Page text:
“The environment, let’s just start there, is not an easy one, nor will the environment this week be an easy one,” McDermott said. “To go in an environment like that, against that type of defense, against a team overall that's been to where we're trying to get to. ... I thought he was poised.

“To be able to see the game the way he's seen it to this point, I think, would suggest that he's on schedule. Still a lot of work to do, and I know Josh mentioned the same and will continue to say that, because we as a team have a lot of work to do. I was pleased with the way he handled things yesterday, in particular in the first half.”

McDermott pointed to a play midway through the second quarter as a sign of Allen’s growth. With the Bills facing a third and 20 at the Vikings’ 42-yard line, he fired a quick pass to Kelvin Benjamin for a gain of 11 yards. That got the Bills within range for a 50-yard field goal by Stephen Hauschka.

“The thing that goes a little bit unnoticed is the situational football,” McDermott said. “He came back and got us back into field-goal range to get three critical points before halftime.”

Bills quarterback Josh Allen scores a touchdown on a quarterback sneak in the second quarter at U.S. Bank Stadium. (James P. McCoy/Buffalo News)

Here are five more takeaways from Monday’s press conferences with McDermott, Daboll and defensive coordinator Leslie Frazier.

1. One of the biggest concerns coming out of Sunday’s game was the performance of Benjamin, who had a couple early drops that hurt the offense.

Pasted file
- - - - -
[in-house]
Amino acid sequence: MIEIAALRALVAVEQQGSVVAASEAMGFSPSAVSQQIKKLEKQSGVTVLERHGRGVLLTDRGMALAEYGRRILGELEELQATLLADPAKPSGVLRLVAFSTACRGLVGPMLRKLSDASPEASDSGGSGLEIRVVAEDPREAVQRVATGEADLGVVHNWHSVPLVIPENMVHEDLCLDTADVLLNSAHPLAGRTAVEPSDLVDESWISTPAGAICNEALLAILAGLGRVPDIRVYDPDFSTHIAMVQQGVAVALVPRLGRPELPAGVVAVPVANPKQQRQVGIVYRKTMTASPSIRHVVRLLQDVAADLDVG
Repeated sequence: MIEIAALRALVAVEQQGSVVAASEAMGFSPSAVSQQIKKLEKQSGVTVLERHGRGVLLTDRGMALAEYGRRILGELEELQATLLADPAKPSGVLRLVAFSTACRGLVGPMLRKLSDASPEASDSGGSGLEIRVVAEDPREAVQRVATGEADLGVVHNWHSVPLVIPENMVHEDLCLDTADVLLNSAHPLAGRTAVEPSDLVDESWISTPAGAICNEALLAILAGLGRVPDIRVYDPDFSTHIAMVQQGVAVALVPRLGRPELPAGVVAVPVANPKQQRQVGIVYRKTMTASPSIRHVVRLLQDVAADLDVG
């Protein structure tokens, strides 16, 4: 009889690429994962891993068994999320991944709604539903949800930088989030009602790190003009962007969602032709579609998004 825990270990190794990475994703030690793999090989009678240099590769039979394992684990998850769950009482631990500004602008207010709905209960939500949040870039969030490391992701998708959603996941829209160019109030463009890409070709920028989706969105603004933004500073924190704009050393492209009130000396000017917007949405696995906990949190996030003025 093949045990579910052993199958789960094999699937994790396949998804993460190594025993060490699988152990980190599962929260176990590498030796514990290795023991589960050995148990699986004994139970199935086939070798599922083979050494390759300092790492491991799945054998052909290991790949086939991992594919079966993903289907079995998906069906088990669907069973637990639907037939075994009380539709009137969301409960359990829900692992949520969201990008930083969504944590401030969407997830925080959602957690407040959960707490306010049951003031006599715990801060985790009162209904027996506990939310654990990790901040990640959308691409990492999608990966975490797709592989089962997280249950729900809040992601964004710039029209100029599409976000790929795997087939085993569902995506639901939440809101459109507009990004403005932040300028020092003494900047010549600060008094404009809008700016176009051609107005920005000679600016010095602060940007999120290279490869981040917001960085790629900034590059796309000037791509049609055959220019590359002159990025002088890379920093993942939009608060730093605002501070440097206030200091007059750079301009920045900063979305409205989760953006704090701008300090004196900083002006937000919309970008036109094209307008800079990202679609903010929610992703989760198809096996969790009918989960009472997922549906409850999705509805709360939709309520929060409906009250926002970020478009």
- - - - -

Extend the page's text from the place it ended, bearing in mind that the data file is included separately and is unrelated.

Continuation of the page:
“They're concerning because they're critical plays,” McDermott said. “From a fundamentals standpoint, we need to make those plays. We're leaving points or opportunities on the field. You do that enough, it's going to come back to haunt you. Whether it's pre-snap penalties, fundamentally catching the football, whatever it is, we have to continue to grow and move in the right direction with this football team.”

As for how Benjamin has performed in the first three games this season, the coach added, “I think there's some plays that he's made. There were a couple of third downs yesterday that I thought were big for us. Certainly there was some balls that I know he would like to have back. ... I think he continues to make progress, and he'll continue to get better. That's what we're looking forward to. Just like our entire football team. He's a guy that Josh counts on and will continue to count on going forward.”

2. Frazier, the former head coach of the Vikings, got the game ball Sunday from McDermott. Given that the veteran defensive coordinator had been stripped of play-calling duties the week before, there was some added significance to that.